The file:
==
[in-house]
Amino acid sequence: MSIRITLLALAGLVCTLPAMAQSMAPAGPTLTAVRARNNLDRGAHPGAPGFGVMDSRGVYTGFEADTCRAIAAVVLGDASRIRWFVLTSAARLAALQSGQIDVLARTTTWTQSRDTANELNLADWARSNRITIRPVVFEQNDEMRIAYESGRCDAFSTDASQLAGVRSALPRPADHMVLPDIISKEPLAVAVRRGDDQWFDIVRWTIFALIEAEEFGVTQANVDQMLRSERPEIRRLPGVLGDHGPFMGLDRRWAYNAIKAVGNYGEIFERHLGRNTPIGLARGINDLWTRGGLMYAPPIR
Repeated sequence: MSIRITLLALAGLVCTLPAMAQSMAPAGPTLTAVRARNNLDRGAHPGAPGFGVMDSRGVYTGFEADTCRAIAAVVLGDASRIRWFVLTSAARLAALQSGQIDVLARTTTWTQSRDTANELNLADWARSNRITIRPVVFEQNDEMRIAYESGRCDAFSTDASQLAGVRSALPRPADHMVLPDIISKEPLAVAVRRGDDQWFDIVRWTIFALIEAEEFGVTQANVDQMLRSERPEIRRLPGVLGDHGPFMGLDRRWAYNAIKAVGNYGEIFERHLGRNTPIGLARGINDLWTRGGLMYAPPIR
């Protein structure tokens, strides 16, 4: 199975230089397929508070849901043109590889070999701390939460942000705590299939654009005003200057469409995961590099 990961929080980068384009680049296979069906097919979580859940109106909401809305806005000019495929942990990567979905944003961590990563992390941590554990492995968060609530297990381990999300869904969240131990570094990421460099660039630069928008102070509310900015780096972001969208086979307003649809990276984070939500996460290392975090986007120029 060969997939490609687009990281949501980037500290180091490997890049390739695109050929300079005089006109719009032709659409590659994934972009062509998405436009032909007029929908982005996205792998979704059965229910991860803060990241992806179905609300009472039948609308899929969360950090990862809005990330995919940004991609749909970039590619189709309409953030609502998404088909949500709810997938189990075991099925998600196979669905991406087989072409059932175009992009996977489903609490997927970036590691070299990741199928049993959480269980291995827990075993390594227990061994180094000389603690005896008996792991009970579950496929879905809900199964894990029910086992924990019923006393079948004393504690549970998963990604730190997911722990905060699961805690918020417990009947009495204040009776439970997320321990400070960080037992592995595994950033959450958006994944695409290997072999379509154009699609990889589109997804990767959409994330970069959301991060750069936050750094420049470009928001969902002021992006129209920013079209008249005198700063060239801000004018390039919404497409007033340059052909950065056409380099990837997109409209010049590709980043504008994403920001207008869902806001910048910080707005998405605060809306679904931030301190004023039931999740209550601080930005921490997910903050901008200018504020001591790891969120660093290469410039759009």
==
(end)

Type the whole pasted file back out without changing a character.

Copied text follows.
[in-house]
Amino acid sequence: MSIRITLLALAGLVCTLPAMAQSMAPAGPTLTAVRARNNLDRGAHPGAPGFGVMDSRGVYTGFEADTCRAIAAVVLGDASRIRWFVLTSAARLAALQSGQIDVLARTTTWTQSRDTANELNLADWARSNRITIRPVVFEQNDEMRIAYESGRCDAFSTDASQLAGVRSALPRPADHMVLPDIISKEPLAVAVRRGDDQWFDIVRWTIFALIEAEEFGVTQANVDQMLRSERPEIRRLPGVLGDHGPFMGLDRRWAYNAIKAVGNYGEIFERHLGRNTPIGLARGINDLWTRGGLMYAPPIR
Repeated sequence: MSIRITLLALAGLVCTLPAMAQSMAPAGPTLTAVRARNNLDRGAHPGAPGFGVMDSRGVYTGFEADTCRAIAAVVLGDASRIRWFVLTSAARLAALQSGQIDVLARTTTWTQSRDTANELNLADWARSNRITIRPVVFEQNDEMRIAYESGRCDAFSTDASQLAGVRSALPRPADHMVLPDIISKEPLAVAVRRGDDQWFDIVRWTIFALIEAEEFGVTQANVDQMLRSERPEIRRLPGVLGDHGPFMGLDRRWAYNAIKAVGNYGEIFERHLGRNTPIGLARGINDLWTRGGLMYAPPIR
């Protein structure tokens, strides 16, 4: 199975230089397929508070849901043109590889070999701390939460942000705590299939654009005003200057469409995961590099 990961929080980068384009680049296979069906097919979580859940109106909401809305806005000019495929942990990567979905944003961590990563992390941590554990492995968060609530297990381990999300869904969240131990570094990421460099660039630069928008102070509310900015780096972001969208086979307003649809990276984070939500996460290392975090986007120029 060969997939490609687009990281949501980037500290180091490997890049390739695109050929300079005089006109719009032709659409590659994934972009062509998405436009032909007029929908982005996205792998979704059965229910991860803060990241992806179905609300009472039948609308899929969360950090990862809005990330995919940004991609749909970039590619189709309409953030609502998404088909949500709810997938189990075991099925998600196979669905991406087989072409059932175009992009996977489903609490997927970036590691070299990741199928049993959480269980291995827990075993390594227990061994180094000389603690005896008996792991009970579950496929879905809900199964894990029910086992924990019923006393079948004393504690549970998963990604730190997911722990905060699961805690918020417990009947009495204040009776439970997320321990400070960080037992592995595994950033959450958006994944695409290997072999379509154009699609990889589109997804990767959409994330970069959301991060750069936050750094420049470009928001969902002021992006129209920013079209008249005198700063060239801000004018390039919404497409007033340059052909950065056409380099990837997109409209010049590709980043504008994403920001207008869902806001910048910080707005998405605060809306679904931030301190004023039931999740209550601080930005921490997910903050901008200018504020001591790891969120660093290469410039759009």